Roth reports increased incidence of poaching rhinoceros for their horns because of reduced tourism to areas usually avoided by poachers. The pandemic’s impact on African tourism may also threaten funding to wildlife conservation efforts.
Economic policy responses
The IMF extends debt relief to 25 countries, 19 of which are in Africa. The IMF’s Catastrophe Containment and Relief Trust can “currently provide about US$500 million in grant-based debt service relief, including the recent US$185 million pledge by the U.K. and US$100 million provided by Japan as immediately available resources.”
Naido and Changole of Bloomberg summarize policy responses of African central banks. This includes interest rate cuts in Ghana and Kenya; reduced benchmark rates in Mauritius, Uganda and Namibia; and changes in liquidity requirements for commercial banks to encourage more lending.
Nigeria requests $6.9 billion from multilateral lenders to support the country’s response to the pandemic crisis. “Nigeria, whose revenues have tumbled with the fall in oil prices, has asked for $3.4bn from the International Monetary Fund, $2.5bn from the World Bank and $1bn from the African Development Bank.” Nigeria expects its 2020 budget will be cut by “$4.9bn due to low oil prices and the impact of the pandemic.”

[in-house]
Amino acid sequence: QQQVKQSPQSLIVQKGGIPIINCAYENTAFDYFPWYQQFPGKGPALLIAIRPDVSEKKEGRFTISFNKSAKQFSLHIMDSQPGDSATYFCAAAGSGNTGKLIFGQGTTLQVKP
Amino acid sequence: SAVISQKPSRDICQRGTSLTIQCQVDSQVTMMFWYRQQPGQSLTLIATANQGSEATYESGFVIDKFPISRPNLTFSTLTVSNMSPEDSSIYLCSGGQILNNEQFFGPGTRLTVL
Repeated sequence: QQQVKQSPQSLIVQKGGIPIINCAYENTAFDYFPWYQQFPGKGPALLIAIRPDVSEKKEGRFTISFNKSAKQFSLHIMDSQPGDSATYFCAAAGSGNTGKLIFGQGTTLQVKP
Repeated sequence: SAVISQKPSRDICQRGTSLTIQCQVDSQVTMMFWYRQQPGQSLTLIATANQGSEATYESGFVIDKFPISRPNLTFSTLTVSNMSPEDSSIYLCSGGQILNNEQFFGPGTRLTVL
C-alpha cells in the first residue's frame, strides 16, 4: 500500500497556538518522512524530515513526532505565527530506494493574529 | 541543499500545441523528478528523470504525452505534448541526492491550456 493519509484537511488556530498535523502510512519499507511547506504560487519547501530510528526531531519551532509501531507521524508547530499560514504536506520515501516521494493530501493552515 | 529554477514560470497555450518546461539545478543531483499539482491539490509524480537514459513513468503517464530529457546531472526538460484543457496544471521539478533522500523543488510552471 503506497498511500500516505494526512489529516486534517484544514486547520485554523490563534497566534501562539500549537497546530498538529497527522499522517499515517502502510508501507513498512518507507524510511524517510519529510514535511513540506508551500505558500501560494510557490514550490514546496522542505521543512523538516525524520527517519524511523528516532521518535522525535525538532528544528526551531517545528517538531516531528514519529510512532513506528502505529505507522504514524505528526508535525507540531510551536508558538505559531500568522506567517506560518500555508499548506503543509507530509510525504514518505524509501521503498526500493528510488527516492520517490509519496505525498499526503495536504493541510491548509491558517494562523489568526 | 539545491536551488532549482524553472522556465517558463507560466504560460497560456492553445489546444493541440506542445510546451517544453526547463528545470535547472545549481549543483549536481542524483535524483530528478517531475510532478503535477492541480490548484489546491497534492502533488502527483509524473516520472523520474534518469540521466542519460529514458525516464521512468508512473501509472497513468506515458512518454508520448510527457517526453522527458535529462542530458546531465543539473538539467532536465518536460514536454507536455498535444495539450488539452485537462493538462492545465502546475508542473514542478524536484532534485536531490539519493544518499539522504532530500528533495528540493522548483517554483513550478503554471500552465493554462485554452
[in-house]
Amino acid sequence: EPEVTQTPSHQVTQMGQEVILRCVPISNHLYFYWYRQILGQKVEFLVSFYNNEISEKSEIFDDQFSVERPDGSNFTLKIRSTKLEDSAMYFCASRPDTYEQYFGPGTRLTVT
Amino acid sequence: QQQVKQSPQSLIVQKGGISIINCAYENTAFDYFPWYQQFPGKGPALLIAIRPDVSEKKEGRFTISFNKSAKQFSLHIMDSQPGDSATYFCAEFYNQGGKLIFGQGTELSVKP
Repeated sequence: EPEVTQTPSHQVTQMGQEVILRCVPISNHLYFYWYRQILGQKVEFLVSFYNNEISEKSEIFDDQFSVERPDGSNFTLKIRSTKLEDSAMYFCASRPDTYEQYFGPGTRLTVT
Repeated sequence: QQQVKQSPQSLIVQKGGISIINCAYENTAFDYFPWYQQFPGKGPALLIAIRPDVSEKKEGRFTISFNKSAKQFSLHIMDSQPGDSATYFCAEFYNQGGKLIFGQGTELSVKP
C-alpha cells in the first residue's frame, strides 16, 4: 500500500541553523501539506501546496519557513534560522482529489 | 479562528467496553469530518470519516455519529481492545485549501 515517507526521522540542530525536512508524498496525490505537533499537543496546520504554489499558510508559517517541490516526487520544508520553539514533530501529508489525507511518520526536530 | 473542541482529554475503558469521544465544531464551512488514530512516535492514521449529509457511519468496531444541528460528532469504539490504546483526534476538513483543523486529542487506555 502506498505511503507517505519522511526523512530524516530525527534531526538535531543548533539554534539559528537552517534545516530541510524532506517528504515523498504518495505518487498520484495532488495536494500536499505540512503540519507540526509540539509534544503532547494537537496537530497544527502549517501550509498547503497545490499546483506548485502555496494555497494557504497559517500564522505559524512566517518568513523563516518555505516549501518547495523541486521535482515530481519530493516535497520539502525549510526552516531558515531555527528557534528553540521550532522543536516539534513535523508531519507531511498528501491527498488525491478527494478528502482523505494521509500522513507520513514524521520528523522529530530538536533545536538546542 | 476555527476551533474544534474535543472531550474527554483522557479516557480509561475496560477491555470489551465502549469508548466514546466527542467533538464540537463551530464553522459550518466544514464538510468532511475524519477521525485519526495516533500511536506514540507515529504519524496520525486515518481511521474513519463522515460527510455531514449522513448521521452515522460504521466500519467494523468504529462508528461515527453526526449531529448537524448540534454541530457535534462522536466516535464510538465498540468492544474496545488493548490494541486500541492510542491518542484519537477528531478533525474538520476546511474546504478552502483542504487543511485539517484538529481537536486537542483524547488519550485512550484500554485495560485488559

Gustafsson, an economist at the University of Stellenbosch, analyzes the reaction of South Africa to the virus in comparison to more than 130 other countries: “If one examines each country’s most recent level of overall stringency, just 30 (of 139) countries had reached the maximum stringency level. One of these countries is South Africa… Restrictions with respect to accessing the workplace have been over twice as stringent as one might expect, at South Africa’s current point in the pandemic’s trajectory.”
Akwagyiram and Toyana write that lockdowns in Africa are saving lives, but are ruining livelihoods, especially in the informal sector “which accounts for more than 85% of employment across the continent.”
In the same spirit, Lashitew writes that unless an effective safety net for microentrepreneurs is in place, social distancing will not hold up.
Onyekwena and Ekeruche of Brookings lay out the impact of coronavirus on Nigeria’s economy, review current policy responses, and provide additional fiscal and monetary policy recommendations. “Given the size and scope of the economic impact of the pandemic, there is the need to implement other recovery strategies to stimulate demand.”